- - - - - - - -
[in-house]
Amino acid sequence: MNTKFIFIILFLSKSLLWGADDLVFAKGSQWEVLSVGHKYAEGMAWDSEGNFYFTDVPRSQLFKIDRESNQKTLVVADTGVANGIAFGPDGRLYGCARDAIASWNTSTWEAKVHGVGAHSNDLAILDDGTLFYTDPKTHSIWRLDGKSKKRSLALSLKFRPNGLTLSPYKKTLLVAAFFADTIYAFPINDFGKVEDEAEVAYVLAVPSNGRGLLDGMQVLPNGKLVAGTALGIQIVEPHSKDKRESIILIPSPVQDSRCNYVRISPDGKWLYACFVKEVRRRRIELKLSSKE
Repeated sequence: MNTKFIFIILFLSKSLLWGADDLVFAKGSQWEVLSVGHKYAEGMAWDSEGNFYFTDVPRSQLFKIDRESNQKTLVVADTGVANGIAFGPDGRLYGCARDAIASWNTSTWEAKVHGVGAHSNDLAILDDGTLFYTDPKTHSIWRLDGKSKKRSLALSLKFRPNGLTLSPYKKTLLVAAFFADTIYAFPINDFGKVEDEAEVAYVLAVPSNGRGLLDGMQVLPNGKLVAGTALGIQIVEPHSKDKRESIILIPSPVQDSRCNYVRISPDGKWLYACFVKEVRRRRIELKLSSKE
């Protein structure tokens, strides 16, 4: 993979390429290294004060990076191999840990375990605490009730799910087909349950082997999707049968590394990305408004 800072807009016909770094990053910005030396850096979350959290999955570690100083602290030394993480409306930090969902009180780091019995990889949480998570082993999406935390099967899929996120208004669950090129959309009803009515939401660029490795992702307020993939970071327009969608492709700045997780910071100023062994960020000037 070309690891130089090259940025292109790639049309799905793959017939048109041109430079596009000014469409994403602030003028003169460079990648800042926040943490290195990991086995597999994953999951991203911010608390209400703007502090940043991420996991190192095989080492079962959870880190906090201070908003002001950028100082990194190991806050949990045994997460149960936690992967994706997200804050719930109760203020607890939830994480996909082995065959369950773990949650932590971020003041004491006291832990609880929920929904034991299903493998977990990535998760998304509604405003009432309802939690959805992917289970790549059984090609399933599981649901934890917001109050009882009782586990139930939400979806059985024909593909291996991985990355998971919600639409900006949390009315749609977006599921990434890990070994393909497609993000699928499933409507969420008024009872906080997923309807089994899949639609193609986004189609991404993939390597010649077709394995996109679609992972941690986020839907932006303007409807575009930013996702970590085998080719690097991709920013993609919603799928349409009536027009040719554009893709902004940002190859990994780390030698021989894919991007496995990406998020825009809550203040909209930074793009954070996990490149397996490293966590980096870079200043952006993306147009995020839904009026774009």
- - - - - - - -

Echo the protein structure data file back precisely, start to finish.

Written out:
[in-house]
Amino acid sequence: MNTKFIFIILFLSKSLLWGADDLVFAKGSQWEVLSVGHKYAEGMAWDSEGNFYFTDVPRSQLFKIDRESNQKTLVVADTGVANGIAFGPDGRLYGCARDAIASWNTSTWEAKVHGVGAHSNDLAILDDGTLFYTDPKTHSIWRLDGKSKKRSLALSLKFRPNGLTLSPYKKTLLVAAFFADTIYAFPINDFGKVEDEAEVAYVLAVPSNGRGLLDGMQVLPNGKLVAGTALGIQIVEPHSKDKRESIILIPSPVQDSRCNYVRISPDGKWLYACFVKEVRRRRIELKLSSKE
Repeated sequence: MNTKFIFIILFLSKSLLWGADDLVFAKGSQWEVLSVGHKYAEGMAWDSEGNFYFTDVPRSQLFKIDRESNQKTLVVADTGVANGIAFGPDGRLYGCARDAIASWNTSTWEAKVHGVGAHSNDLAILDDGTLFYTDPKTHSIWRLDGKSKKRSLALSLKFRPNGLTLSPYKKTLLVAAFFADTIYAFPINDFGKVEDEAEVAYVLAVPSNGRGLLDGMQVLPNGKLVAGTALGIQIVEPHSKDKRESIILIPSPVQDSRCNYVRISPDGKWLYACFVKEVRRRRIELKLSSKE
């Protein structure tokens, strides 16, 4: 993979390429290294004060990076191999840990375990605490009730799910087909349950082997999707049968590394990305408004 800072807009016909770094990053910005030396850096979350959290999955570690100083602290030394993480409306930090969902009180780091019995990889949480998570082993999406935390099967899929996120208004669950090129959309009803009515939401660029490795992702307020993939970071327009969608492709700045997780910071100023062994960020000037 070309690891130089090259940025292109790639049309799905793959017939048109041109430079596009000014469409994403602030003028003169460079990648800042926040943490290195990991086995597999994953999951991203911010608390209400703007502090940043991420996991190192095989080492079962959870880190906090201070908003002001950028100082990194190991806050949990045994997460149960936690992967994706997200804050719930109760203020607890939830994480996909082995065959369950773990949650932590971020003041004491006291832990609880929920929904034991299903493998977990990535998760998304509604405003009432309802939690959805992917289970790549059984090609399933599981649901934890917001109050009882009782586990139930939400979806059985024909593909291996991985990355998971919600639409900006949390009315749609977006599921990434890990070994393909497609993000699928499933409507969420008024009872906080997923309807089994899949639609193609986004189609991404993939390597010649077709394995996109679609992972941690986020839907932006303007409807575009930013996702970590085998080719690097991709920013993609919603799928349409009536027009040719554009893709902004940002190859990994780390030698021989894919991007496995990406998020825009809550203040909209930074793009954070996990490149397996490293966590980096870079200043952006993306147009995020839904009026774009």